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Mix-and-match theory clicked

John Tortorella shook up his lines and a rare collection of players converged on a goal.

By JOANNE KORTH
Published June 4, 2004

[Times photo: Bill Serne]
Calgary's Marcus Nilson and Stephane Yelle celebrate the Flames' Game 5 victory.
Main story
Gary Shelton: Only number that counts is 1
John Romano: Turnover might define season
Game 5: period by period
Goalie comparison
He won't be handcuffed
In the beginning, there they were
Mix-and-match theory clicked
Shenanigans, not skill, dominating this final
Slapshots
Sound bites
Teammates defend Khabibulin - off the ice
Three stars of the game
ThunderBug has us all abuzz
Stanley Cup tickets at $200 were just too good to be true
Some are immune to Lightning fever
Tampa Bay's 10 News video:
Times photojournalist has bird's-eye Bolts view (56k | High-Speed)

STANLEY CUP FINALS AT A GLANCE:
Click on each score for the main story from each game
Best-of-7
(Lightning wins series 4-3)
Tuesday [5/25]: Calgary 4, Tampa Bay 1
Thursday [5/27]: Tampa Bay 4, Calgary 1
Saturday [5/29]: Calgary 3, Tampa Bay 0
Monday [5/31]: Tampa Bay 1, Calgary 0

TAMPA - The Lightning was being outplayed.

Calgary, fired up to start Game 5, was skating faster, passing sharper and hitting harder. The Flames scored a power play goal barely two minutes into the game for a 1-0 lead, and everyone knew what that meant.

In the first four games of the Stanley Cup final, the team that scored first led the entire way.

Game over, right?

The situation

Coach John Tortorella said many times he would use nifty scorer Martin St. Louis in a variety of ways, throwing him onto lines with different players to get Tampa Bay's league MVP candidate on the ice. The first period was dwindling when Tortorella called for St. Louis to join fourth-line forwards Martin Cibak and Chris Dingman.

Talk about an odd-man rush.

The play

In the Lightning zone, Dingman intercepted a pass that started a Tampa Bay rush. Cibak sped through the neutral zone with the puck and, despite being hounded by defenseman Rhett Warrener, gained the Calgary zone. Warrener rode Cibak away from the net to the boards behind goaltender Miikka Kiprusoff's left.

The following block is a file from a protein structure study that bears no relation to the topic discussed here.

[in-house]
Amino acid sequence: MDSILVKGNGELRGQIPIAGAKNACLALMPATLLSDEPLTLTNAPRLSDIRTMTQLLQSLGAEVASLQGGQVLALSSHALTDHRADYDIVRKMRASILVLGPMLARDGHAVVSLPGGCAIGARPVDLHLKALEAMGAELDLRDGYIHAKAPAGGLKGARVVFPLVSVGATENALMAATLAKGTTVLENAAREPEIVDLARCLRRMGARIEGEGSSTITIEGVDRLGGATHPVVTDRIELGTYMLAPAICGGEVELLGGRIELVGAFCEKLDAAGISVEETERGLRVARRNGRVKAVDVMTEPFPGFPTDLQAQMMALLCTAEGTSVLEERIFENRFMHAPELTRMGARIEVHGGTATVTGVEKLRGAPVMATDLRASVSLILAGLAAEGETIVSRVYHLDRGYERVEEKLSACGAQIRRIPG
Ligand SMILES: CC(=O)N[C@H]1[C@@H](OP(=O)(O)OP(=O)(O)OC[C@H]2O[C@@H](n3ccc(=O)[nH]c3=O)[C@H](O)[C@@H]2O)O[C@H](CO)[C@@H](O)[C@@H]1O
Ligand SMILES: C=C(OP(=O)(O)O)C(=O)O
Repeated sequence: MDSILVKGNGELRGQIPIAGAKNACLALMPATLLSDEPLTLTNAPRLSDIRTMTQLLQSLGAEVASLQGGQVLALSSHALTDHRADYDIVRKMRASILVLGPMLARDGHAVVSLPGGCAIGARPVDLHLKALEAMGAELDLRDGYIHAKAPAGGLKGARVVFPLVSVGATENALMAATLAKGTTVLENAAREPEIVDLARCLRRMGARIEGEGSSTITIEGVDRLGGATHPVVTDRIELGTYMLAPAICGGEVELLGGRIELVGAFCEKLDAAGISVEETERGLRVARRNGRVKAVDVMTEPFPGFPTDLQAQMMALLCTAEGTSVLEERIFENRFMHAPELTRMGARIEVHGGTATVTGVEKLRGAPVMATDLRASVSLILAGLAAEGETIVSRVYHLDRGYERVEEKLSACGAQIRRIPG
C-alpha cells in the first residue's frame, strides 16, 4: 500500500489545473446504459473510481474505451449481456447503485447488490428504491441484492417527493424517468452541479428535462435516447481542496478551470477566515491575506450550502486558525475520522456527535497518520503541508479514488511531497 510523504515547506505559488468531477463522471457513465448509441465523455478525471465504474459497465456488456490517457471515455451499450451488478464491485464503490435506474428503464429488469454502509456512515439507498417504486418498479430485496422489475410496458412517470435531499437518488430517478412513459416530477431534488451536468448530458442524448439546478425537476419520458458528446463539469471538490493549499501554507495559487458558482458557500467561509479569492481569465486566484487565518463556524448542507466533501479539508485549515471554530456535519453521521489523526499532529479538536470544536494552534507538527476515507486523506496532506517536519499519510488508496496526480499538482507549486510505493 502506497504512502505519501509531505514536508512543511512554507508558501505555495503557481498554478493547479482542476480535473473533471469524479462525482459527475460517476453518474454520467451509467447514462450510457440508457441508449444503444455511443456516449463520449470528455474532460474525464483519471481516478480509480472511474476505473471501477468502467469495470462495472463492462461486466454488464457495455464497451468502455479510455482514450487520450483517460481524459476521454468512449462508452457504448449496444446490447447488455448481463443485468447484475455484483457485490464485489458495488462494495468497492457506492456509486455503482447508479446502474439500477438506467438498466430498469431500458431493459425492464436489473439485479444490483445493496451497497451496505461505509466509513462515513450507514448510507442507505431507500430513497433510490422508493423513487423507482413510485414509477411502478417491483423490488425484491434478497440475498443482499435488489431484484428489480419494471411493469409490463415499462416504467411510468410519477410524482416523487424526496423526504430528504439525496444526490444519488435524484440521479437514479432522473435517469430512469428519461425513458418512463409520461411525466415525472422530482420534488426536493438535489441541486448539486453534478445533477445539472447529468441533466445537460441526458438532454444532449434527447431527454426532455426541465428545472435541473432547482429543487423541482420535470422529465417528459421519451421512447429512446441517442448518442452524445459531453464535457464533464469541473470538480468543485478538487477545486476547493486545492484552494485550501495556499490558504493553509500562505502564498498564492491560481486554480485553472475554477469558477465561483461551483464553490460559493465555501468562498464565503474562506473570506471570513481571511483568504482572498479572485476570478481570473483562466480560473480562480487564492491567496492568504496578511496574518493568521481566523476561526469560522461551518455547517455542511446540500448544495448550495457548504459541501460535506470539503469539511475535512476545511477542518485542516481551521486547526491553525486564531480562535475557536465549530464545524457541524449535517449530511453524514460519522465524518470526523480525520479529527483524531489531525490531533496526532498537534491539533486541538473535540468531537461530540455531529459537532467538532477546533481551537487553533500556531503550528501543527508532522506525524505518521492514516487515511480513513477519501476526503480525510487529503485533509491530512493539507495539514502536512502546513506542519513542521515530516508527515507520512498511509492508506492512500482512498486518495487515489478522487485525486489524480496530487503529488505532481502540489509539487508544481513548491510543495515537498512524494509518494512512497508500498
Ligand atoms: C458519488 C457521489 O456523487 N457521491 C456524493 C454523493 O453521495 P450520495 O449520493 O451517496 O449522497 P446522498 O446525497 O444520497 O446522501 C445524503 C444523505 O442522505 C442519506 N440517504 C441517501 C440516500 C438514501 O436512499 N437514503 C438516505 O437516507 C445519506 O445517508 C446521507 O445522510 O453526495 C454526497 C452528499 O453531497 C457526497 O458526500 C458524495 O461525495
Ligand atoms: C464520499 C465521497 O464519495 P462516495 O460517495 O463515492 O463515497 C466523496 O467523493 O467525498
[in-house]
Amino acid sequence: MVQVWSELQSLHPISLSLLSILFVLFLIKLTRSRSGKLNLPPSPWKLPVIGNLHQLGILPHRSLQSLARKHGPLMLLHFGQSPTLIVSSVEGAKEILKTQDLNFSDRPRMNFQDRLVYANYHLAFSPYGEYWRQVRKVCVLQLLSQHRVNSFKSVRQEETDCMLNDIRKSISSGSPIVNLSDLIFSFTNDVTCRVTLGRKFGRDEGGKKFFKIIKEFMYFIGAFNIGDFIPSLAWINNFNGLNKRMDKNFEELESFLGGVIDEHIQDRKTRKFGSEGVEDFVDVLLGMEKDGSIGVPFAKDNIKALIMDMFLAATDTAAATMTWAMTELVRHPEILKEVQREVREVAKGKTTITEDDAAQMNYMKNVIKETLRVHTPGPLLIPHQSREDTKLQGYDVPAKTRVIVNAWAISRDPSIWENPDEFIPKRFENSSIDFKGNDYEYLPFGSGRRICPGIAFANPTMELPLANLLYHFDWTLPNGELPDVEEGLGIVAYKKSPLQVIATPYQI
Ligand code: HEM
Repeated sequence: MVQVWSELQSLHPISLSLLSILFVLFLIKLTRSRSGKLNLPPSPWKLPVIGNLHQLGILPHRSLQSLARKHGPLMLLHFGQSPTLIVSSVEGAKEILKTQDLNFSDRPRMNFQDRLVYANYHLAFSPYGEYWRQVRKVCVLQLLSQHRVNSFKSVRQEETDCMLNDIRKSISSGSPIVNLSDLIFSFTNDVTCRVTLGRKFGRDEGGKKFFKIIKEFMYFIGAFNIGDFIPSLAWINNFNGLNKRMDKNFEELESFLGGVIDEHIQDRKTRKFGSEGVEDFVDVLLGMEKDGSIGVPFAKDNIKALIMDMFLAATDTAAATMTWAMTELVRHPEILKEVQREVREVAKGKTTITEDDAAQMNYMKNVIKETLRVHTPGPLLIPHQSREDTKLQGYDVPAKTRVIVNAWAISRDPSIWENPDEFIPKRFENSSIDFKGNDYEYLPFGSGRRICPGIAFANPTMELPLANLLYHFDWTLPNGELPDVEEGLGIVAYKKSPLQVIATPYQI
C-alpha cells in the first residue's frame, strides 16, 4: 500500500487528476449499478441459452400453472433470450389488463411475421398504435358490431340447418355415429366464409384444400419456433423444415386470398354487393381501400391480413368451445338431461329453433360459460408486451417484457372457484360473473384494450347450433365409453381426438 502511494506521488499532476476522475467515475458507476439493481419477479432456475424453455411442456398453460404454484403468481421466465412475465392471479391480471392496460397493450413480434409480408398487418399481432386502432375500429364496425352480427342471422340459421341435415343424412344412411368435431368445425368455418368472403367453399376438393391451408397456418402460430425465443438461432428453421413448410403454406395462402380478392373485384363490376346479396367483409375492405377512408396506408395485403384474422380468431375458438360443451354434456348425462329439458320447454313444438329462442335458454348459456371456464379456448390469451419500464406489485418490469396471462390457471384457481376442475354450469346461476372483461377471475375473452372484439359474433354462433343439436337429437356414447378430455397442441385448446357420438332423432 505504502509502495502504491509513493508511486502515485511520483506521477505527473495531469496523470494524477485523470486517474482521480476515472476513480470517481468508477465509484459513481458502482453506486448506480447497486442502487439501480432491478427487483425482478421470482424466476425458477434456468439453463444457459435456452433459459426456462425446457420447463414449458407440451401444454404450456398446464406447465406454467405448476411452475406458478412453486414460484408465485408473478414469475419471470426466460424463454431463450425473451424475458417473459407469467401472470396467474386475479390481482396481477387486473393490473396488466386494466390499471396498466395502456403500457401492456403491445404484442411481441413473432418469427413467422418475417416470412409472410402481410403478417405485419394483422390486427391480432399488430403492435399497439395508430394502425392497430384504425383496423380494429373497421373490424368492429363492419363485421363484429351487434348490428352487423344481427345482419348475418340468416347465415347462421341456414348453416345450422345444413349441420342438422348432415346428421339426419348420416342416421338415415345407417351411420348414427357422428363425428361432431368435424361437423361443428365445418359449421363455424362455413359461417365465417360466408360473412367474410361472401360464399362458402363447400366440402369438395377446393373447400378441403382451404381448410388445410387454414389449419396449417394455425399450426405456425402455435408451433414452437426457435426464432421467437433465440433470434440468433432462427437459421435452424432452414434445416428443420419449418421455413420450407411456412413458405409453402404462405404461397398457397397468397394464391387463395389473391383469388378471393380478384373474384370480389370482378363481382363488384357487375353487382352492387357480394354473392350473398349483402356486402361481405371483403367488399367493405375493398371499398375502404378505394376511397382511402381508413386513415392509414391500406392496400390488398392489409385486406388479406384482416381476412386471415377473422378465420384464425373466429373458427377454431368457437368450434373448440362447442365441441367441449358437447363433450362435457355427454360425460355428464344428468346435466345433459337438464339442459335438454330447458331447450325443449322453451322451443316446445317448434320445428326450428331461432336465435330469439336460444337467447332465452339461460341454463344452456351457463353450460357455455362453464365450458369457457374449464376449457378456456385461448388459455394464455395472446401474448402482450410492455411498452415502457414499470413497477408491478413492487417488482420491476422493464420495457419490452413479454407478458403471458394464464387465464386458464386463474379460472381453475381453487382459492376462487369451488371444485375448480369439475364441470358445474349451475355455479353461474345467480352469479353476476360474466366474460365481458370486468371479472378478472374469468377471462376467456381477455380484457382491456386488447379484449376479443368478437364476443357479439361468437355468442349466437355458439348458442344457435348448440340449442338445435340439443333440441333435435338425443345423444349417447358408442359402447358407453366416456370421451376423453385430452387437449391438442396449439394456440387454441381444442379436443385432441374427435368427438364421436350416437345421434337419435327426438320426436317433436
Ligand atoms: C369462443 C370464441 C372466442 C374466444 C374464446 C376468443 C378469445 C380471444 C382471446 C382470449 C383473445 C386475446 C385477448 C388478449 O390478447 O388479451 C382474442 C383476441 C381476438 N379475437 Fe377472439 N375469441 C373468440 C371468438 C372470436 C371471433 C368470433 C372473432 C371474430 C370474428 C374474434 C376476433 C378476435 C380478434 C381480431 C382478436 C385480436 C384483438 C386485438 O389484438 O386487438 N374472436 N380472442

The puck squirted around to the other side of the goal, where St. Louis picked it up and made an MVP-type play to get the Lightning back in the game. Rather than go for the typical wrap-around move of jamming the puck at the post, St. Louis carried it a few feet in front of the net and swept a backhand shot at Kiprusoff.

"I find that as you're coming in on Kiprusoff, if you shoot on him, he's very, very good at it," said Lightning TV analyst Bobby Taylor, a former NHL goalie. "But if he has to find you and then make the save, he struggles a little bit."

The result

St. Louis' shot found the five hole, trickling through Kiprusoff's legs and over the line a split-second before Warrener and Martin Gelinas crashed the net trying to stop the puck.

"You have to go out in front of the net," Taylor said. "That was a great move. The guys who reach around and try to jam it under the stick or the glove, that rarely works. By Marty going out there, Kiprusoff has to take his stick off the ice and that opens up the five hole."

St. Louis' eighth goal tied the score with 34 seconds left in the first. Cibak and Dingman, who played 2:43 and 3:19 in the period, respectively, got assists.

The effect

Suddenly, the Lightning was in it. Outshot 11-9 and outplayed for most of the first period, Tampa Bay escaped with a tie thanks largely to the terrific play of goaltender Nikolai Khabibulin, who made three sensational saves after allowing the opening goal on a deflection.

For the first time in the series, the trailing team tied the score.

"That goal calms you down and you say, "Listen boys, we've got to go,' " Taylor said. "When you score like that it gets the monkey off your back. In the back of their minds they're thinking about that first goal because that's all everyone has talked about. This is the first time either team has lost the lead.

"That's huge for the Lightning's confidence."

Though Calgary took a 2-1 lead in the second, the Lightning again rallied to tie in the third. Calgary won it with Oleg Saprykin's overtime goal, but the back-and-forth nature of the game made it easily the most entertaining of the series.

[Last modified June 4, 2004, 01:00:14]

Today's lineup
Lightning

  • Extra painful
  • Game 5: period by period
  • Goalie comparison
  • He won't be handcuffed
  • In the beginning, there they were
  • Mix-and-match theory clicked
  • Shenanigans, not skill, dominating this final
  • Slapshots
  • Sound bites
  • Teammates defend Khabibulin - off the ice
  • Three stars of the game
  • ThunderBug has us all abuzz


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